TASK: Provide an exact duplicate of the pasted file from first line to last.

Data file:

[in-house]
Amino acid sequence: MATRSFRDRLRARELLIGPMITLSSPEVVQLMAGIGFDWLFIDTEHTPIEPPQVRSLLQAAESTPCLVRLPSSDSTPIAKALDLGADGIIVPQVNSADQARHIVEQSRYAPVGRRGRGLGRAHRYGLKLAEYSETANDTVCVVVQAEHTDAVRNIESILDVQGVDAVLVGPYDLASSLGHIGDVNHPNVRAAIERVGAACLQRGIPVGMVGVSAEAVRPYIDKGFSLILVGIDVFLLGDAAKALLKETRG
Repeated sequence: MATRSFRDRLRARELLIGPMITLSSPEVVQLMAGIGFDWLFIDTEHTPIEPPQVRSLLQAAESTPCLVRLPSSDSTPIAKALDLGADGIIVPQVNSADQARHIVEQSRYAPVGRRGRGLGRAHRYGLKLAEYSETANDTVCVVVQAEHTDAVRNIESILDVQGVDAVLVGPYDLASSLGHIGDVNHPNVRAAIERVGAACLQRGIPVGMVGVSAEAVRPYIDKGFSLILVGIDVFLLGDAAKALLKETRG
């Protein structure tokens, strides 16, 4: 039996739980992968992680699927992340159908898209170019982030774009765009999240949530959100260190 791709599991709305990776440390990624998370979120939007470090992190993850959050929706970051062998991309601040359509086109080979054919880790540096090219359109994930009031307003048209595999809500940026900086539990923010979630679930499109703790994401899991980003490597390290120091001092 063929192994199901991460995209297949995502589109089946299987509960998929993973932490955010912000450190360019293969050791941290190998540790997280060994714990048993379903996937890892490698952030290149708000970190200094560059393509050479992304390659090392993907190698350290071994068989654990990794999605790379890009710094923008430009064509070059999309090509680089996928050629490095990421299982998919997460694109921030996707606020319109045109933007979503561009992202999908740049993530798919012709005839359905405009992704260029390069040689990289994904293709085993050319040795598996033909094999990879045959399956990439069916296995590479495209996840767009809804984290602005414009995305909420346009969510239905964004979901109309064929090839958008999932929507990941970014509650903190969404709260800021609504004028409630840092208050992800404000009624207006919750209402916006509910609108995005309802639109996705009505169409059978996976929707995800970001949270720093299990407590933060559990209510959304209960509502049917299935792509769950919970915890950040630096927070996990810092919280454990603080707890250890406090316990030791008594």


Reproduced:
[in-house]
Amino acid sequence: MATRSFRDRLRARELLIGPMITLSSPEVVQLMAGIGFDWLFIDTEHTPIEPPQVRSLLQAAESTPCLVRLPSSDSTPIAKALDLGADGIIVPQVNSADQARHIVEQSRYAPVGRRGRGLGRAHRYGLKLAEYSETANDTVCVVVQAEHTDAVRNIESILDVQGVDAVLVGPYDLASSLGHIGDVNHPNVRAAIERVGAACLQRGIPVGMVGVSAEAVRPYIDKGFSLILVGIDVFLLGDAAKALLKETRG
Repeated sequence: MATRSFRDRLRARELLIGPMITLSSPEVVQLMAGIGFDWLFIDTEHTPIEPPQVRSLLQAAESTPCLVRLPSSDSTPIAKALDLGADGIIVPQVNSADQARHIVEQSRYAPVGRRGRGLGRAHRYGLKLAEYSETANDTVCVVVQAEHTDAVRNIESILDVQGVDAVLVGPYDLASSLGHIGDVNHPNVRAAIERVGAACLQRGIPVGMVGVSAEAVRPYIDKGFSLILVGIDVFLLGDAAKALLKETRG
């Protein structure tokens, strides 16, 4: 039996739980992968992680699927992340159908898209170019982030774009765009999240949530959100260190 791709599991709305990776440390990624998370979120939007470090992190993850959050929706970051062998991309601040359509086109080979054919880790540096090219359109994930009031307003048209595999809500940026900086539990923010979630679930499109703790994401899991980003490597390290120091001092 063929192994199901991460995209297949995502589109089946299987509960998929993973932490955010912000450190360019293969050791941290190998540790997280060994714990048993379903996937890892490698952030290149708000970190200094560059393509050479992304390659090392993907190698350290071994068989654990990794999605790379890009710094923008430009064509070059999309090509680089996928050629490095990421299982998919997460694109921030996707606020319109045109933007979503561009992202999908740049993530798919012709005839359905405009992704260029390069040689990289994904293709085993050319040795598996033909094999990879045959399956990439069916296995590479495209996840767009809804984290602005414009995305909420346009969510239905964004979901109309064929090839958008999932929507990941970014509650903190969404709260800021609504004028409630840092208050992800404000009624207006919750209402916006509910609108995005309802639109996705009505169409059978996976929707995800970001949270720093299990407590933060559990209510959304209960509502049917299935792509769950919970915890950040630096927070996990810092919280454990603080707890250890406090316990030791008594």